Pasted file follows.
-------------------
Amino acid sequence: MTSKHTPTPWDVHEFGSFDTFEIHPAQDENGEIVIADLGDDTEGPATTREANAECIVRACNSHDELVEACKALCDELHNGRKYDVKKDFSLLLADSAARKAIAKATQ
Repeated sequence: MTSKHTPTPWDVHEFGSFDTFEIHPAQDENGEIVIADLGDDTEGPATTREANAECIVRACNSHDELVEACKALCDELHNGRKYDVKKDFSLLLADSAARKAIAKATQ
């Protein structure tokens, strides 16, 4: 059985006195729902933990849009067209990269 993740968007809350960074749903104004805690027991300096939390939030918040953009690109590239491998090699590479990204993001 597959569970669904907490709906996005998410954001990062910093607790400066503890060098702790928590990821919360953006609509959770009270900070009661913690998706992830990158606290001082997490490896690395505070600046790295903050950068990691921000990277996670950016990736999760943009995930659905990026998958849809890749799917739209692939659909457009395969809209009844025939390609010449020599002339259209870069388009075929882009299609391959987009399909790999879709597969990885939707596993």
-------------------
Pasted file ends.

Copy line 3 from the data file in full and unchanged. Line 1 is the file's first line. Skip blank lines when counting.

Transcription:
């Protein structure tokens, strides 16, 4: 059985006195729902933990849009067209990269 993740968007809350960074749903104004805690027991300096939390939030918040953009690109590239491998090699590479990204993001 597959569970669904907490709906996005998410954001990062910093607790400066503890060098702790928590990821919360953006609509959770009270900070009661913690998706992830990158606290001082997490490896690395505070600046790295903050950068990691921000990277996670950016990736999760943009995930659905990026998958849809890749799917739209692939659909457009395969809209009844025939390609010449020599002339259209870069388009075929882009299609391959987009399909790999879709597969990885939707596993």